Any stock that skyrockets over 4,600% from the beginning of a year through early August is bound to create a lot of buzz in the investment community. Although biotech Novavax (NVAX -9.65%) has been around for decades and doesn't yet have a marketed product, its entry into the race for a COVID-19 vaccine has put the stock in the spotlight and has investors scrambling to snap up the shares.

Novavax stock has cooled off in the last few months, down 44% from the peak, as the market seemed to grow more cautious about formerly red-hot coronavirus stocks. But the company still has people talking about recent developments, and Novavax-watchers may be wondering if this is a buying opportunity. Here are some factors that could support that view.

Man pointing to a rising arrow topped by the digits 2020

Image source: Getty Images.

Possibly a better coronavirus vaccine

There is clearly room for multiple winners in the space, but the opportunity has attracted a flood of competition. The Coalition for Epidemic Preparedness Innovations says there are now 321 COVID-19 vaccines in development, with 33 of them in clinical trials. Novavax just launched its first pivotal phase 3 trial on Sept. 24, weeks behind some of its biggest competitors, but even if the company's vaccine isn't the first to hit the market, it could be the best.

Novavax's coronavirus vaccine uses a more proven approach than do the front-runners in the race. Vaccines from Moderna (MRNA 0.17%) and from the partnership between Pfizer (PFE -0.97%) and BioNTech (BNTX -2.55%) introduce messenger RNA (mRNA) into the recipient's cells, causing them to produce proteins found on the surface of the SARS-CoV-2 virus and provoking an immune response. Novavax's vaccine simply consists of a recombinant protein derived from the virus and an adjuvant, an ingredient that intensifies the immune response. The mRNA approach has that extra step of cellular protein production that hasn't yet been proven in any medicine, vaccine or otherwise, whereas the Novavax approach of just injecting the protein directly is well established.

The vaccine developed by AstraZeneca (AZN -0.18%) and Oxford University uses a viral vector technique, with a deactivated virus of a completely different type delivering genetic instructions for producing the coronavirus spike protein to patients' cells. That approach is also new, but one vaccine that uses it, Merck's Ebola vaccine, was approved last year.

Novavax's proven approach gives it a reasonable chance of producing the most effective COVID-19 vaccine, and safety results have so far been positive, but it has another important advantage. Its vaccine candidate can be safely stored and transported at refrigerator temperatures, whereas mRNA vaccines need to be kept below freezing. The stringent requirements for the "cold chain" for these products may hamper their availability, especially in the early months of distribution.

Not so far behind

If Novavax's COVID-19 vaccine was months behind the front-runners, it might have some issues breaking into an established market, but that doesn't appear to be the case. Despite getting a late start, CEO Stanley Erck recently said that the company expects to file for approval in December. That puts Novavax right in the thick of things, not significantly behind its competitors. With some recently announced manufacturing deals, Novavax says it's lined up a supply chain that will be able to produce two billion doses annually.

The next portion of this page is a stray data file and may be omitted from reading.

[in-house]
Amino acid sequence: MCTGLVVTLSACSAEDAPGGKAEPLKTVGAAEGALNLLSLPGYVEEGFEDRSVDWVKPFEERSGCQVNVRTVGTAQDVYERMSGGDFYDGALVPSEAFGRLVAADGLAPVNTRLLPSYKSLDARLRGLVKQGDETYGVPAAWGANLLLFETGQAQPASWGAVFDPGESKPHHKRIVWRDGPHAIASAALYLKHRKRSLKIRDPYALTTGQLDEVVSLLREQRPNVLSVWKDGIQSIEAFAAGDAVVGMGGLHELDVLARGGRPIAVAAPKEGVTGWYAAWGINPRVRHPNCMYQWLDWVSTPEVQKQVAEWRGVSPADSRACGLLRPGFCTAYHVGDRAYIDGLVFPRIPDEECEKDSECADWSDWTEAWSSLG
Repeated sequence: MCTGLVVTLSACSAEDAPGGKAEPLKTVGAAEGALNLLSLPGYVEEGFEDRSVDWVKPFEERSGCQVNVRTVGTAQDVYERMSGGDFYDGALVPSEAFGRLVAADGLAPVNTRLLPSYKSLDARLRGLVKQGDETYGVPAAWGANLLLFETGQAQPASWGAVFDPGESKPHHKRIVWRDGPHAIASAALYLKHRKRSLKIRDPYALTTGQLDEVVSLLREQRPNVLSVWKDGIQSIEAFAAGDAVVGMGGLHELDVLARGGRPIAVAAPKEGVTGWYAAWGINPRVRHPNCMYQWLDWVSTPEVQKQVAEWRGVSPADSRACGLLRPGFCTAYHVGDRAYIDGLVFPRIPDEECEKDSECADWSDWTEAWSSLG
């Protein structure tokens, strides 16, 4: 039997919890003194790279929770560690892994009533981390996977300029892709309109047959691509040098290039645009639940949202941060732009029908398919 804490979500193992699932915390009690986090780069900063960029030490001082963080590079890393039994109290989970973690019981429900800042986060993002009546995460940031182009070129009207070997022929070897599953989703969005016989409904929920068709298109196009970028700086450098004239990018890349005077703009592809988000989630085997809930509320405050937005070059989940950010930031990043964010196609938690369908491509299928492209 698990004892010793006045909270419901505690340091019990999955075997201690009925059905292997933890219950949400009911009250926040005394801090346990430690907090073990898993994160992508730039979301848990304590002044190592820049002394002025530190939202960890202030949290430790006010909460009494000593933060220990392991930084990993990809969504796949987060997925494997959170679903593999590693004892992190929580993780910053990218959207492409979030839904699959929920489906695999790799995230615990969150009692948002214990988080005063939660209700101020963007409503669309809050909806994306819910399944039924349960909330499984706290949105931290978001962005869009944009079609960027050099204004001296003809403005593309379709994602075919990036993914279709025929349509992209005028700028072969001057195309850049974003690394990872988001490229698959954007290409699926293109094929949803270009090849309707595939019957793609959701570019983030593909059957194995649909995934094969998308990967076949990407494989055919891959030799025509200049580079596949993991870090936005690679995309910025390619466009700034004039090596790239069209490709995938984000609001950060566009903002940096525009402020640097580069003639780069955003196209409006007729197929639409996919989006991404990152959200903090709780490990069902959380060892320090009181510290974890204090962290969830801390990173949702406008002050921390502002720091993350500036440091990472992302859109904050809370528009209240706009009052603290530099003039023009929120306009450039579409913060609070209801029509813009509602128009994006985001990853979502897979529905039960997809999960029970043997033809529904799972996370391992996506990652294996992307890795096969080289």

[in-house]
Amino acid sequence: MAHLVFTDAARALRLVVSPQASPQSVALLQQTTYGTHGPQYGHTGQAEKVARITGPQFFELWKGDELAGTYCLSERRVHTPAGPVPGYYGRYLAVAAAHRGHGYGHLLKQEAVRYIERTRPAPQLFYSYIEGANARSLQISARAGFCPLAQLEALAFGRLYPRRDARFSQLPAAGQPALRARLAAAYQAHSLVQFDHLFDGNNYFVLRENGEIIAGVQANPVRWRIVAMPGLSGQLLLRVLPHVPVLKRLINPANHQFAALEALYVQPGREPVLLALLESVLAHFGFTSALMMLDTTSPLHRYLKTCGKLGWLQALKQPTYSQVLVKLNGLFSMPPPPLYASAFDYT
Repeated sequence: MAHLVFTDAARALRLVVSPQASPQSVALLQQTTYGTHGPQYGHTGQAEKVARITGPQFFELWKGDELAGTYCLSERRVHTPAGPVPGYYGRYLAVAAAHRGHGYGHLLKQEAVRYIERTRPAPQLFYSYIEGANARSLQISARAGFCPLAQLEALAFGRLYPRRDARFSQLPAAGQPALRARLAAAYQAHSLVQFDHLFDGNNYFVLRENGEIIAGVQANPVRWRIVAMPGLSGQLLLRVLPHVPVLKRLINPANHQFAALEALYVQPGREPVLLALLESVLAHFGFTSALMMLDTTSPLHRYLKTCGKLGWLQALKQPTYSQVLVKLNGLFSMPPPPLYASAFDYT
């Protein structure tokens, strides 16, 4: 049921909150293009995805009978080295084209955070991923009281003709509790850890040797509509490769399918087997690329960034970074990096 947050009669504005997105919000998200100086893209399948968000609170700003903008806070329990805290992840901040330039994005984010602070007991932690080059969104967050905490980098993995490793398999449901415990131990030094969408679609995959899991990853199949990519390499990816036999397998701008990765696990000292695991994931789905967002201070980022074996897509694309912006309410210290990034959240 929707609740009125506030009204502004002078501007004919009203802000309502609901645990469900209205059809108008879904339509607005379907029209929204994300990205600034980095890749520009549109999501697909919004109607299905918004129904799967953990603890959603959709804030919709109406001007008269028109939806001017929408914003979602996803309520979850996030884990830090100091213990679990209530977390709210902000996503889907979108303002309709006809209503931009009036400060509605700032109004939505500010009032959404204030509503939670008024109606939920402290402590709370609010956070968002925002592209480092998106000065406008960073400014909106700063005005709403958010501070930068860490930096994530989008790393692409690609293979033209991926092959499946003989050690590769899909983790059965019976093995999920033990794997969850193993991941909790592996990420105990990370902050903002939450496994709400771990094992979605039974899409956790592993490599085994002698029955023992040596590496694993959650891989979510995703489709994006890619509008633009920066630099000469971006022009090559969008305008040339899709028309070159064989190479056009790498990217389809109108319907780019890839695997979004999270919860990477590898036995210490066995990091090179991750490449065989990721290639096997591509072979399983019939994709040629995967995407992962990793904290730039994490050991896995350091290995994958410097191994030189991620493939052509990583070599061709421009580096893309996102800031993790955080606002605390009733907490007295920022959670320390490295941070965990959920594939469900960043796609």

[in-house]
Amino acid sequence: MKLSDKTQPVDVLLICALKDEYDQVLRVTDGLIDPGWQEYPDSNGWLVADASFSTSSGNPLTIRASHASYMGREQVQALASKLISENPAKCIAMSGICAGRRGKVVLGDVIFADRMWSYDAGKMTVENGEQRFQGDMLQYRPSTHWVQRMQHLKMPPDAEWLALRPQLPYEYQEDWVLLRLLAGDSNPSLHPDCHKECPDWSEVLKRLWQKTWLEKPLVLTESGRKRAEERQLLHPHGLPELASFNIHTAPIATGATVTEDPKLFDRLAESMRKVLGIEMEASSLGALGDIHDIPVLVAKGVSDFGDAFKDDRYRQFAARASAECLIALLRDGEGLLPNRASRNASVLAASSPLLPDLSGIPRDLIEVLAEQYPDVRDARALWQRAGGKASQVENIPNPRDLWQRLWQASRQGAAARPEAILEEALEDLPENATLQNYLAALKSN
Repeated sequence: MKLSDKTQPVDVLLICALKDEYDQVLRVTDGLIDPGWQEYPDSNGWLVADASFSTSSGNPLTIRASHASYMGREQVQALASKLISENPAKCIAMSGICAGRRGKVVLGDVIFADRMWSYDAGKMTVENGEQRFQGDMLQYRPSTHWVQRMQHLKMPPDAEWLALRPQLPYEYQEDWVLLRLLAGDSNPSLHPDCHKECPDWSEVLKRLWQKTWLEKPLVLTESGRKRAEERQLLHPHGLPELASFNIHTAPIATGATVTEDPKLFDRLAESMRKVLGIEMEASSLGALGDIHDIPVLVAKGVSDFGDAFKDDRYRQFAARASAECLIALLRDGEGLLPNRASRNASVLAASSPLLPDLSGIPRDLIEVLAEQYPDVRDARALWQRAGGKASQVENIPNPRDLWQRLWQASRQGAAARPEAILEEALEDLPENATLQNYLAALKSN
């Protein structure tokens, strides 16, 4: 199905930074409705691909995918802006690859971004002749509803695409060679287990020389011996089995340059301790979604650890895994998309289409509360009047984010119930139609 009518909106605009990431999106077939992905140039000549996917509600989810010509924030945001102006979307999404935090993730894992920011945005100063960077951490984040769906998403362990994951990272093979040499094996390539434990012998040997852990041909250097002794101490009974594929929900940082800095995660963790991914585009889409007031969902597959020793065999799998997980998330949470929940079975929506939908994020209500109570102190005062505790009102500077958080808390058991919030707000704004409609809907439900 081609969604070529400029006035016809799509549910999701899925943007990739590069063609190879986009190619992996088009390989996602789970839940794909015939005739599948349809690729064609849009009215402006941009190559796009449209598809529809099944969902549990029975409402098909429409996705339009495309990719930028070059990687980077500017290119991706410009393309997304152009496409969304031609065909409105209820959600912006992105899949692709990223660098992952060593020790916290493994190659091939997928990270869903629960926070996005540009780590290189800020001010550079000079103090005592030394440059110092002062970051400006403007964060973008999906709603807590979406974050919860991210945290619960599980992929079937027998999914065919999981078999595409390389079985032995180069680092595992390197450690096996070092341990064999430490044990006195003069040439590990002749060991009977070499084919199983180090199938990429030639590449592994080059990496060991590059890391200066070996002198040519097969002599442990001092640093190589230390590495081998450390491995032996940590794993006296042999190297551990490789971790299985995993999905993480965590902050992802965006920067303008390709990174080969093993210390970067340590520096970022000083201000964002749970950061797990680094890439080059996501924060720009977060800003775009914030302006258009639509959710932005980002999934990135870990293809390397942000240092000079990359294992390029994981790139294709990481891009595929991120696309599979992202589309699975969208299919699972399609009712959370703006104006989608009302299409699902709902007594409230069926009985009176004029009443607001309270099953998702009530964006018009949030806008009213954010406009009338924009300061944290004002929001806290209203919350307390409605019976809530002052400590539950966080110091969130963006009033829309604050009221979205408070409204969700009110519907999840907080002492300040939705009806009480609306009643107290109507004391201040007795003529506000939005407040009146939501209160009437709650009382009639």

Flu and RSV could be even more important

Even though the coronavirus vaccine is what everyone's talking about, Novavax also believes its flu vaccine candidate is a game-changer. The company plans to go head-to-head against the most widely-used seasonal flu vaccines; earlier this year it announced that its quadrivalent NanoFlu vaccine met primary and secondary endpoints in a registrational phase 3 trial in adults older than 65.

The trial results appear to support Novavax's belief that its flu vaccine, which uses the same recombinant protein approach as its coronavirus vaccine candidate, will be differentiated from the current seasonal flu vaccines, which are based on flu viruses grown in chicken eggs and then deactivated. Current vaccines have had effectiveness well below 50% in recent years, and one reason for that is egg adaptation: The viruses change during the manufacturing process to adapt to the egg environment, and consequently become mismatched to the viruses circulating in humans. Another problem is "antigenic drift," in which circulating flu viruses mutate during the flu season enough to evade the vaccine.

Novavax's NanoFlu provoked a stronger antibody response in older adults to the target viruses than Sanofi's (SNY -0.31%) egg-based Fluzone, while also providing markedly superior protection against drifted virus strains. The company now needs to conduct a trial to prove it can achieve lot-to-lot consistency, and regulatory submission may not be too far off after that.

One reason this year's stock performance is so breathtaking is that Novavax's share price was depressed after its vaccine for respiratory syncytial virus (RSV) failed a clinical trial for the second time. The stock tumbled 89% in 2019 due to that face-plant. The company hasn't given up on it, claiming that the vaccine worked, but that "trial conduct and design factors led to less than optimal results." While that remains to be proven, a comeback for the RSV vaccine could support the share price in the future.

Novavax will remain buzzworthy as long as it's in the running to be a winner with its COVID-19 vaccine. Despite the huge run-up in share price since the beginning of the year, it sells for just above twice its peak of last year. Success for the company is not a certainty by any means, but biotech investors who are comfortable taking the risks may feel that the current share price could be an attractive entry point.